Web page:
Bowing to criticism from coaches across the country, the board of directors of the U.S. Academic Decathlon announced Saturday that it will overhaul the competition's curriculum, publish fewer study guides and lower the cost of practice materials for next year's contest.
During a meeting Friday, the board also pledged to incorporate more critical-thinking questions into the exams and to improve the quality of the tests.
"Last year, we didn't quite deliver the mission we set out to deliver," said Frank Wurtzel, president-elect of the board. "We needed to refocus the program on independent research."
The board made its decision in the midst of the national finals of the competition. About 400 students, representing teams from every state, are in town for the 19th annual event. The new national champion will be announced today at an awards banquet at the San Antonio Convention Center.
Ventura County's Simi Valley High School is currently ranked third, behind teams from Texas and Wisconsin. On Friday, the Simi Valley decathletes beat 37 other teams to win the Super Quiz, a game show-style event.
Controversy about the nation's premier high school academic competition has angered many educators.
The coaches of the last two national champion schools--Moorpark in Ventura County and El Camino Real in Woodland Hills--quit last year in protest. Others threatened to follow suit if decathlon officials did not make changes for next year's contest.
Coaches nationwide recently protested that curriculum guides published by the organization were filled with errors, cost too much and encouraged rote memorization rather than higher-order thinking.
Many started letter campaigns and sent petitions to the national organization, which, as a result, assembled a task force in March to review the concerns. The task force, which included coaches, state directors and officials from the national organization, sent its recommendations to the board.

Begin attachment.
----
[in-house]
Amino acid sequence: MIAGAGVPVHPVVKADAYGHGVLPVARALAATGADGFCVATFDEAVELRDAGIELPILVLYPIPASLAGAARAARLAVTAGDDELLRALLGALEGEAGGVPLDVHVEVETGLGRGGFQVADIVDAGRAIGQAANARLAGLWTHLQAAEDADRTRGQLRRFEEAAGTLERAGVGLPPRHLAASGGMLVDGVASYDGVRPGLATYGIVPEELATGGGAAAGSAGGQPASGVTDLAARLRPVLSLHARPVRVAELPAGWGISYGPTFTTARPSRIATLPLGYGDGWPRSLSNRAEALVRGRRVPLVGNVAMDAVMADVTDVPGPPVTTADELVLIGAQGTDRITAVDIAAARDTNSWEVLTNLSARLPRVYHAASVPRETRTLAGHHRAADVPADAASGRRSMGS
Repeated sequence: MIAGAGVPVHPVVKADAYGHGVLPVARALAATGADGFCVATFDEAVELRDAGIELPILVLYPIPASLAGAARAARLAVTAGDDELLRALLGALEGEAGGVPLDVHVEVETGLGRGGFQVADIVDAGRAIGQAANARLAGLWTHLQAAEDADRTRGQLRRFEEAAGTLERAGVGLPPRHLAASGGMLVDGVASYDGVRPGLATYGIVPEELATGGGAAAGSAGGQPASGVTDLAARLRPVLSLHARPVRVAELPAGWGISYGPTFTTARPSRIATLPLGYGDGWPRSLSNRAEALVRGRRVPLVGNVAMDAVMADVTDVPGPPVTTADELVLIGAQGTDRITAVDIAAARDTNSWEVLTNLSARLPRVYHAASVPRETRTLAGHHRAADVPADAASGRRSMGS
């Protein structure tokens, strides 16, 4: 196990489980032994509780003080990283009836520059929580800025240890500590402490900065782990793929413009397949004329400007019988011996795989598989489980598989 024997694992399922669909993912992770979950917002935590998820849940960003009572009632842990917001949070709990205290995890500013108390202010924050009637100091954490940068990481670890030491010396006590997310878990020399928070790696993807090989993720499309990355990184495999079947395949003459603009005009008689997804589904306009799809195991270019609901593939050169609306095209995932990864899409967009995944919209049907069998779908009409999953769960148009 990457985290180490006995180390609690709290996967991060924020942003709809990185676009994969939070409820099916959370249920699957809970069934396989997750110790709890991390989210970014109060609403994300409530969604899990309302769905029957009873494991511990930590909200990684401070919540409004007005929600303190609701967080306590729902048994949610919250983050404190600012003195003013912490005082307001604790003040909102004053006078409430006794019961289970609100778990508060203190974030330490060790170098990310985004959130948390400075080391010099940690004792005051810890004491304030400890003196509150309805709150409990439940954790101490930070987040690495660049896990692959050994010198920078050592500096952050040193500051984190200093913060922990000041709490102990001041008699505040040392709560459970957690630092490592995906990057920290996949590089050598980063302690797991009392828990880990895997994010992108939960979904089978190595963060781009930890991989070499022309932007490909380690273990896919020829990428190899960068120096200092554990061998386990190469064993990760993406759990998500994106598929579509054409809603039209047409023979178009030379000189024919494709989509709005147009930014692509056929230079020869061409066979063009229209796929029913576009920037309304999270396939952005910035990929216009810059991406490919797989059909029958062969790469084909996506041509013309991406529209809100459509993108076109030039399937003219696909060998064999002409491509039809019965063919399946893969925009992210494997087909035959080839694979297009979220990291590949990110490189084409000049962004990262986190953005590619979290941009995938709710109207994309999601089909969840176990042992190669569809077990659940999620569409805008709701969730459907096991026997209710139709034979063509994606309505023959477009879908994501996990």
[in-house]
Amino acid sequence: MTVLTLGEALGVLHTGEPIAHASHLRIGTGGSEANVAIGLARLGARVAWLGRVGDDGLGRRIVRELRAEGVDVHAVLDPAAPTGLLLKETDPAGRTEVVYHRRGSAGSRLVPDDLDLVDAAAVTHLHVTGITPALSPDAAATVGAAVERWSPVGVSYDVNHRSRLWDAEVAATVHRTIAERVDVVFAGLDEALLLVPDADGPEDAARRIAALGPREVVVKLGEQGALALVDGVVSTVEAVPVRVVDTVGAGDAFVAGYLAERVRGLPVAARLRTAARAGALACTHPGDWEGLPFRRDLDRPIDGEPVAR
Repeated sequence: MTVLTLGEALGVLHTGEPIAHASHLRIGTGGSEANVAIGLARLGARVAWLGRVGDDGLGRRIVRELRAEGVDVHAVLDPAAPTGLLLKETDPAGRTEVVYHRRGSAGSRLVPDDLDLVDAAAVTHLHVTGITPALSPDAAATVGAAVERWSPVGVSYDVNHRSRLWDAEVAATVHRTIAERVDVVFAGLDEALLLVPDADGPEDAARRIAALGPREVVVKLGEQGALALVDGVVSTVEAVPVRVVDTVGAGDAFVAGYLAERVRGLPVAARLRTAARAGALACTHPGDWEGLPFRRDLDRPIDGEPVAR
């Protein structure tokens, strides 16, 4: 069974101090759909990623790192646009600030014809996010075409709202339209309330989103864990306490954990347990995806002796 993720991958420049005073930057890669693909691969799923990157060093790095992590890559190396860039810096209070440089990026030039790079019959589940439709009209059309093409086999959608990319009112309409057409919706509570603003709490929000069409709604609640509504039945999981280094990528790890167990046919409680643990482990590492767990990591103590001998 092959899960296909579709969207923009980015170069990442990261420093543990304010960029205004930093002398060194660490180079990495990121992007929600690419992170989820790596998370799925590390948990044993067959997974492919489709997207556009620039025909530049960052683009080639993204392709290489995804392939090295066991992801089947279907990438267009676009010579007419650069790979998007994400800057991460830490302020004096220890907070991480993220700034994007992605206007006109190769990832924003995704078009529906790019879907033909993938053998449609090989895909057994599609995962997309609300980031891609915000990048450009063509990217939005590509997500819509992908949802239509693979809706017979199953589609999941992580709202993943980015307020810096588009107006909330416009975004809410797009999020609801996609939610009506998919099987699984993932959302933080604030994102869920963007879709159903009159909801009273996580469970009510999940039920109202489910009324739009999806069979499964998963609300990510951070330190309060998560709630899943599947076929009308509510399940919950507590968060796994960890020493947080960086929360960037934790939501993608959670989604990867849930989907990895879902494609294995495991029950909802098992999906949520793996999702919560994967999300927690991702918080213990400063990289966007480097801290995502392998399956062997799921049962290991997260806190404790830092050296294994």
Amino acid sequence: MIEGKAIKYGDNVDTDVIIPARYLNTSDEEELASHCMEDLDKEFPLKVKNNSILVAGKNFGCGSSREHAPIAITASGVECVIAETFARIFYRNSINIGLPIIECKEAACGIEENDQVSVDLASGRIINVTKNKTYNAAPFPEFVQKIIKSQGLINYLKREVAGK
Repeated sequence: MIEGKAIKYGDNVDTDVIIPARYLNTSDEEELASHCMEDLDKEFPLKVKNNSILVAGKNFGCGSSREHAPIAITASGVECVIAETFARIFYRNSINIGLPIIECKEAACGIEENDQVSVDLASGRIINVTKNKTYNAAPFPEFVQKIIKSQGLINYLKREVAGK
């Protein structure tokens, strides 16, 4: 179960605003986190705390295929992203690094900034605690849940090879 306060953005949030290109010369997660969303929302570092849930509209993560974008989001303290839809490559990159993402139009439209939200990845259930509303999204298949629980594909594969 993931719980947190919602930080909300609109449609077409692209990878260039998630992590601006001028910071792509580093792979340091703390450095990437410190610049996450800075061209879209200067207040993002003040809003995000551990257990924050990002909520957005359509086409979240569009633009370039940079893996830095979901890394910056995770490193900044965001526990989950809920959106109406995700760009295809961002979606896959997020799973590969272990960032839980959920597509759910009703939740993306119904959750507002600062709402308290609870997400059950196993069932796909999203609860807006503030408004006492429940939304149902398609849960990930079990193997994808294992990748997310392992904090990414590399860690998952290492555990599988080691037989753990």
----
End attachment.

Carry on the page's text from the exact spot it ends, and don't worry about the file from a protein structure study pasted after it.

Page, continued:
Some coaches, however, expressed support for the guides, saying schools with fewer resources were at a disadvantage without them. They also argued that it's easier to recruit team members with the guides.
The U.S. Academic Decathlon will publish an outline for the entire program by May 15. The organization will also create art slides, music CDs and complete guides for four subjects: music, literature, science and the Super Quiz.
The guides for math, economics and art will be eliminated. For those subjects, detailed outlines will be available Aug. 1.
Half of the test questions for the topics that have guides will be drawn from the guides, and half will be developed from other sources. The prices of the curriculum materials--which range from $195 to $495--will be reduced by 25%.
National Executive Director James Alvino also said the organization plans to improve the quality of the guides and to increase the number of outside experts who proofread the tests.
In fact, the national organization threw out two questions in this year's contest: one in math and one in the Super Quiz.
Judy Combs, director of the California Academic Decathlon, called the planned changes a "step in the right direction." She said she would continue to work closely with county directors and coaches on implementing them.
"Looking at the entire state of California, it is a good compromise," said Combs, who served on the task force. "I am delighted that the compromise has been met, but I am realistic enough to know it's not going to satisfy everyone."
Larry Jones, who quit coaching Moorpark High's team after its victory at the national finals last year, is one of the coaches unsatisfied by the plans.
"It's not a compromise," he said. "They still make their money, and they disregarded the input of what I think are valuable educators.
"When the students had to do the outside research, that was a full-time job," he said. "When the students got the guides and had to memorize all the material, that was a full-time job. This is twice as much work for students."
The board and the task force will both review the changes at the end of the year, officials said. President-elect Wurtzel said his goal is to expand and improve the program, and he hopes the changes will do just that.
"This strikes a greater balance," he said. "It's a good, satisfactory resolution that meets the concerns of a lot of different people who are committed to the program."